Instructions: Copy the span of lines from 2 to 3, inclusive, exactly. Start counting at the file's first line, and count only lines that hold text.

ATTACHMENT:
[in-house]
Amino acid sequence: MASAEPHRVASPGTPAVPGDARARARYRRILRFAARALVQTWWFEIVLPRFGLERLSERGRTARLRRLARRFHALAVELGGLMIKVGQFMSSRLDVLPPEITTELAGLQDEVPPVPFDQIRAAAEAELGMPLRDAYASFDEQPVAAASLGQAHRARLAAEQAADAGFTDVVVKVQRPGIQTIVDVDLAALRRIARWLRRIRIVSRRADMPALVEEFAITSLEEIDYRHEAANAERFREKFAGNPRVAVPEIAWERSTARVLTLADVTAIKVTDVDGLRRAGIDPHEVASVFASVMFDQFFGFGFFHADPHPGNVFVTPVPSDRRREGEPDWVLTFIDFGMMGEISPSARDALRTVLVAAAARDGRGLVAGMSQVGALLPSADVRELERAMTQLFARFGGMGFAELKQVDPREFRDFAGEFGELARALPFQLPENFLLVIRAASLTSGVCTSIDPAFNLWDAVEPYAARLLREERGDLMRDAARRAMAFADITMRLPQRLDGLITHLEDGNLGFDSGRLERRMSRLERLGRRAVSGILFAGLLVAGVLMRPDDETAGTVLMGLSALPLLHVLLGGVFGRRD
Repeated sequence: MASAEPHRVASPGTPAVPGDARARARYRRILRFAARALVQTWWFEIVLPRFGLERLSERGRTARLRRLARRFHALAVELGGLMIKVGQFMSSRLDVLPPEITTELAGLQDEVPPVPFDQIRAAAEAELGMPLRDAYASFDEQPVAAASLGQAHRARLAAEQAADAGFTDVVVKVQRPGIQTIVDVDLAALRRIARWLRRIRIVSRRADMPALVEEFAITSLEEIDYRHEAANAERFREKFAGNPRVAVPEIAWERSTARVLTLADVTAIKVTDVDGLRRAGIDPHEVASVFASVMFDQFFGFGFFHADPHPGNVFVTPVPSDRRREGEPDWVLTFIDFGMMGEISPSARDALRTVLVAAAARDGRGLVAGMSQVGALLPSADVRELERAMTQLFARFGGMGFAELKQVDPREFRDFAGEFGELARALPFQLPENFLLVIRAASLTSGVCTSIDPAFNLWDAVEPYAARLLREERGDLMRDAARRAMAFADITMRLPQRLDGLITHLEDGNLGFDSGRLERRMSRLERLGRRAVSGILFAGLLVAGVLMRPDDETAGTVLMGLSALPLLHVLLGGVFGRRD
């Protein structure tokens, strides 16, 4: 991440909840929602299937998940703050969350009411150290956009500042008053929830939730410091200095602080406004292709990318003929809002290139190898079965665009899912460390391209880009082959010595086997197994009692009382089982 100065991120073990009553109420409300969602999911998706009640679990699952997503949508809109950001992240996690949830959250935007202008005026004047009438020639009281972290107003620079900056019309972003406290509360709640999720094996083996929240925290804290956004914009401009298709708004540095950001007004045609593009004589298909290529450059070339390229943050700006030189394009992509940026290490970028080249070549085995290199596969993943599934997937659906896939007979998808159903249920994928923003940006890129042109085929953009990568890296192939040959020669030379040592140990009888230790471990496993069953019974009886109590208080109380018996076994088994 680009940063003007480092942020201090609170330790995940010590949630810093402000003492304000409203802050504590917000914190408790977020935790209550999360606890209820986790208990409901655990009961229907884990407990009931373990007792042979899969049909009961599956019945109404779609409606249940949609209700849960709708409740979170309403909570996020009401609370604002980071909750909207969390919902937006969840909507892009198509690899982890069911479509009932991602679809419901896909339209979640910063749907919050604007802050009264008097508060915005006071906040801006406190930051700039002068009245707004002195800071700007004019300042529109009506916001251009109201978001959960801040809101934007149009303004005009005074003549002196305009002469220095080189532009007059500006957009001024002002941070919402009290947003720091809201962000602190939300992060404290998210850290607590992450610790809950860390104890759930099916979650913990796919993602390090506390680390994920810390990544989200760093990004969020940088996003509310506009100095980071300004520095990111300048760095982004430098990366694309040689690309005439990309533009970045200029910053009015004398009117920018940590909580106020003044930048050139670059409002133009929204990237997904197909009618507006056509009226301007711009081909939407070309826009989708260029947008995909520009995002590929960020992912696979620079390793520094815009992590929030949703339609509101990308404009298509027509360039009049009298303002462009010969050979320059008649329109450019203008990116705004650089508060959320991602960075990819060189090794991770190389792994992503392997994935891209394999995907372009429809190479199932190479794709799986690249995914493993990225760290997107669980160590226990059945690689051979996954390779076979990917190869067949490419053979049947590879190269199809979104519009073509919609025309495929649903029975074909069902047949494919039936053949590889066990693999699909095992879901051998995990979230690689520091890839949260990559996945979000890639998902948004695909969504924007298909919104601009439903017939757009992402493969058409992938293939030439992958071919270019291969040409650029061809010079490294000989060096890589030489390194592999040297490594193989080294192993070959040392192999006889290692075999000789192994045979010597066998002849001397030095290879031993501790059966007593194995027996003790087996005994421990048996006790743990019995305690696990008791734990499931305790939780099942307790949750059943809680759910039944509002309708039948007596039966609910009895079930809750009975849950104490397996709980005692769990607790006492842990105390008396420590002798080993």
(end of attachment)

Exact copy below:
Amino acid sequence: MASAEPHRVASPGTPAVPGDARARARYRRILRFAARALVQTWWFEIVLPRFGLERLSERGRTARLRRLARRFHALAVELGGLMIKVGQFMSSRLDVLPPEITTELAGLQDEVPPVPFDQIRAAAEAELGMPLRDAYASFDEQPVAAASLGQAHRARLAAEQAADAGFTDVVVKVQRPGIQTIVDVDLAALRRIARWLRRIRIVSRRADMPALVEEFAITSLEEIDYRHEAANAERFREKFAGNPRVAVPEIAWERSTARVLTLADVTAIKVTDVDGLRRAGIDPHEVASVFASVMFDQFFGFGFFHADPHPGNVFVTPVPSDRRREGEPDWVLTFIDFGMMGEISPSARDALRTVLVAAAARDGRGLVAGMSQVGALLPSADVRELERAMTQLFARFGGMGFAELKQVDPREFRDFAGEFGELARALPFQLPENFLLVIRAASLTSGVCTSIDPAFNLWDAVEPYAARLLREERGDLMRDAARRAMAFADITMRLPQRLDGLITHLEDGNLGFDSGRLERRMSRLERLGRRAVSGILFAGLLVAGVLMRPDDETAGTVLMGLSALPLLHVLLGGVFGRRD
Repeated sequence: MASAEPHRVASPGTPAVPGDARARARYRRILRFAARALVQTWWFEIVLPRFGLERLSERGRTARLRRLARRFHALAVELGGLMIKVGQFMSSRLDVLPPEITTELAGLQDEVPPVPFDQIRAAAEAELGMPLRDAYASFDEQPVAAASLGQAHRARLAAEQAADAGFTDVVVKVQRPGIQTIVDVDLAALRRIARWLRRIRIVSRRADMPALVEEFAITSLEEIDYRHEAANAERFREKFAGNPRVAVPEIAWERSTARVLTLADVTAIKVTDVDGLRRAGIDPHEVASVFASVMFDQFFGFGFFHADPHPGNVFVTPVPSDRRREGEPDWVLTFIDFGMMGEISPSARDALRTVLVAAAARDGRGLVAGMSQVGALLPSADVRELERAMTQLFARFGGMGFAELKQVDPREFRDFAGEFGELARALPFQLPENFLLVIRAASLTSGVCTSIDPAFNLWDAVEPYAARLLREERGDLMRDAARRAMAFADITMRLPQRLDGLITHLEDGNLGFDSGRLERRMSRLERLGRRAVSGILFAGLLVAGVLMRPDDETAGTVLMGLSALPLLHVLLGGVFGRRD